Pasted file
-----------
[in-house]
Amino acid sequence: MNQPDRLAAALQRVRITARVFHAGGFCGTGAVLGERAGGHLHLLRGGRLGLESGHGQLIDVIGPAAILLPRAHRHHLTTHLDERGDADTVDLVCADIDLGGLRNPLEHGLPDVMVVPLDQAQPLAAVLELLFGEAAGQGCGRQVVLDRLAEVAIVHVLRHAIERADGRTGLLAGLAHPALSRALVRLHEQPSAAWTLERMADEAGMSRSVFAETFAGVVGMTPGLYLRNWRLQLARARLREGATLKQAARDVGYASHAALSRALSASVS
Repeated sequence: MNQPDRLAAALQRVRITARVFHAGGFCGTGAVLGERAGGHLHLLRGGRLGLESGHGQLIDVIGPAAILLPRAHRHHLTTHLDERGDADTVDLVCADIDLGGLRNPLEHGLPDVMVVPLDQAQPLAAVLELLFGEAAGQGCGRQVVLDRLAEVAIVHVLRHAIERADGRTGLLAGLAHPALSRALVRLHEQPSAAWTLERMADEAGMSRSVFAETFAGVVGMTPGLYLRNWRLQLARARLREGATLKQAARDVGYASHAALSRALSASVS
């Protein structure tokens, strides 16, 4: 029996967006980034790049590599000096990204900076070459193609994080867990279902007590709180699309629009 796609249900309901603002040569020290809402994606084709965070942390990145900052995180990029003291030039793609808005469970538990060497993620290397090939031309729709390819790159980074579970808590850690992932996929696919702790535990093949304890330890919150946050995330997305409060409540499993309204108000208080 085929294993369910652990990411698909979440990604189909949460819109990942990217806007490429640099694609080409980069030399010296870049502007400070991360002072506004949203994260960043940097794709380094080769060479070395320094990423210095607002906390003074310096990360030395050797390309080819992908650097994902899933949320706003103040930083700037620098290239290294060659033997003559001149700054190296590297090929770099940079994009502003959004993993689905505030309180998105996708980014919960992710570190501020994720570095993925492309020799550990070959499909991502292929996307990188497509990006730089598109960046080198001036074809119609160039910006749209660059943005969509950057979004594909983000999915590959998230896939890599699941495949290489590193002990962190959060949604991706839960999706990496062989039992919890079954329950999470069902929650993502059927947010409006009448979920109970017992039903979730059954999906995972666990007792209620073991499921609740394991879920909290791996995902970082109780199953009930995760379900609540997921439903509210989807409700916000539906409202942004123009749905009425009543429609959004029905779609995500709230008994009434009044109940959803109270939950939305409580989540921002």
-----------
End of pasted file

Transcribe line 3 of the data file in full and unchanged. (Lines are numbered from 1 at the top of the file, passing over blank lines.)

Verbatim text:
Repeated sequence: MNQPDRLAAALQRVRITARVFHAGGFCGTGAVLGERAGGHLHLLRGGRLGLESGHGQLIDVIGPAAILLPRAHRHHLTTHLDERGDADTVDLVCADIDLGGLRNPLEHGLPDVMVVPLDQAQPLAAVLELLFGEAAGQGCGRQVVLDRLAEVAIVHVLRHAIERADGRTGLLAGLAHPALSRALVRLHEQPSAAWTLERMADEAGMSRSVFAETFAGVVGMTPGLYLRNWRLQLARARLREGATLKQAARDVGYASHAALSRALSASVS